Dot writes: on Sunday we took the boys to Howth and did the cliff walk. It’s the first time we’ve done it with them, as the path is unfenced and in places runs next to a scary drop to the rocks and sea. But we decided they were now sensible enough not to fling themselves merrily off it.

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Hugh went for comfort and mud-proofing – tracksuit bottoms and wellies – but Frank had his red skinny jeans and funky new Skechers shoes.
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It’s hard to tell from the photo, but there were crackly panes of ice in this puddle.
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Refreshments at the end. The walk took us more than an hour and a half, which is quite a long time for five-year-old legs. Hugh is helping Frank with his crisps.

Hugh and Frank sort out their sexuality

Dot writes: it’s well known that many of life’s most important conversations happen in the car. It’s because you’re together but can’t really look at each other’s faces, so there’s a kind of privacy about it. Or maybe it’s just because nobody is on Facebook or playing Minecraft. (Then again, with mobile data maybe they are.) Anyway, I was in the car with the two boys the other day and they decided to sort out some stuff about adult life.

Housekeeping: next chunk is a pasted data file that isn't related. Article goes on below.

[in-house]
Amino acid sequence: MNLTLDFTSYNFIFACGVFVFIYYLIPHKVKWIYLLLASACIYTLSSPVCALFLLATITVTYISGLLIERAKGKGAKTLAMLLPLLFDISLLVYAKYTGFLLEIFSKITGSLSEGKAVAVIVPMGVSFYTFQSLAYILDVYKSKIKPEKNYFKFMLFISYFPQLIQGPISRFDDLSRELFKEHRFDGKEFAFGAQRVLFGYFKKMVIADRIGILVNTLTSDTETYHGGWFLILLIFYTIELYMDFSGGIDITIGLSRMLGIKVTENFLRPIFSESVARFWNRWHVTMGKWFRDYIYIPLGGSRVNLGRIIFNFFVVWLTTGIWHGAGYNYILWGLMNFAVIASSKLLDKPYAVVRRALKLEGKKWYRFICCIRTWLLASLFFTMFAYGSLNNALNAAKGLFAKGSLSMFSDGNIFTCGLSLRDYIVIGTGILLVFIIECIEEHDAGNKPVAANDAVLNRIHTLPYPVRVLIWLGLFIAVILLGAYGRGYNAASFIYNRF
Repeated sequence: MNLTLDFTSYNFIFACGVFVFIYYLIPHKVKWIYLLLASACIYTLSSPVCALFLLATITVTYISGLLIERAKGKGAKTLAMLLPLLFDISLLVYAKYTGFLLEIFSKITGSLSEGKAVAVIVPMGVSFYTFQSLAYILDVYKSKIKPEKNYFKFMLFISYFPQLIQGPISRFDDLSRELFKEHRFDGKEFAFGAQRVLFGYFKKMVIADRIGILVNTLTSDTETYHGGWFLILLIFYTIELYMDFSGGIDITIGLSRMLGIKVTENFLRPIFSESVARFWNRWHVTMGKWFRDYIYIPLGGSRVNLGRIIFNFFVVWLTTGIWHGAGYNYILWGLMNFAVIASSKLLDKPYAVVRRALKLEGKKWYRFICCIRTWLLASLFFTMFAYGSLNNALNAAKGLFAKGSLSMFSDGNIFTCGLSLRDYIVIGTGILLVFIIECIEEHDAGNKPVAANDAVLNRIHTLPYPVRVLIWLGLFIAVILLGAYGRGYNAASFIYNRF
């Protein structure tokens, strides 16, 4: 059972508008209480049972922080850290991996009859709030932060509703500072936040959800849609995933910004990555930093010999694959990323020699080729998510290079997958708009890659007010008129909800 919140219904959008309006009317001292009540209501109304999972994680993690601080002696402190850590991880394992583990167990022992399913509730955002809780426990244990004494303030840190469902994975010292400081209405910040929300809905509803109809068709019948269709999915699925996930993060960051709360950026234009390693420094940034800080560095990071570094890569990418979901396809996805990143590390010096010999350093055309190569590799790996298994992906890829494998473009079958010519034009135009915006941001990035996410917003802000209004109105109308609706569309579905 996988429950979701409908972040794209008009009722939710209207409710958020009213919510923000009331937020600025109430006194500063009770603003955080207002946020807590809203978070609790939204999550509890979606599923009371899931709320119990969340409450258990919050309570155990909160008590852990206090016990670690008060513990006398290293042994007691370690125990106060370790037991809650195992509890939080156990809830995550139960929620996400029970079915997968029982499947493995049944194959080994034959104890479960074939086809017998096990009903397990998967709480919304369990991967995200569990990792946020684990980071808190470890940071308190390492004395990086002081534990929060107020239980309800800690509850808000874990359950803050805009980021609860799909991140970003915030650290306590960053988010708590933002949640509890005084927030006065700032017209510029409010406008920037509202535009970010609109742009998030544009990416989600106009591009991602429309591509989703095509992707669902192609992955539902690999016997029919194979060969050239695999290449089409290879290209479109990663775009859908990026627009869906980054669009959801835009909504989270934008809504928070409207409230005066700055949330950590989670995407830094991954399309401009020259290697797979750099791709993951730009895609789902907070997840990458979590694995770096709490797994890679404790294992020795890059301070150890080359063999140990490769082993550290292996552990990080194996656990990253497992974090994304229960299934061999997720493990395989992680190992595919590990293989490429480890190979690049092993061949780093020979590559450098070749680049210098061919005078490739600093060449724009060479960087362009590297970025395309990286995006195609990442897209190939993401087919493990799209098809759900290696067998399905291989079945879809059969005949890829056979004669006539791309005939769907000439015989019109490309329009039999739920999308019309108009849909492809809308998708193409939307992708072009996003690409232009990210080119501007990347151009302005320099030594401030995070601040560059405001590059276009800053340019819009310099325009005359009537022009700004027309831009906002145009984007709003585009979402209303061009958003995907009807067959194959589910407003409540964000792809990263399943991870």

Hugh: Mum, did you know that boys can marry boys and girls can marry girls?
Me, deciding not to start talking about next year’s referendum: Yes.
Frank: Why didn’t you marry a girl?
Me: Some girls fall in love with other girls but I fall in love with boys. So I fell in love with your Daddy and married him.
Hugh: I fall in love with girls.
Frank: I fall in love with girls too.

So that’s dealt with. Now they are busy deciding which girls to marry. In Hugh’s case this involves being a bit tragic because his latest flame, Charlotte, has another boyfriend whom she prefers to him (he says); in Frank’s it involves cheerfully listing three or four different girls and changing his mind daily about which of them is to be the lucky lady. At what point does this amazing directness stop and they go all hot and embarrassed about it?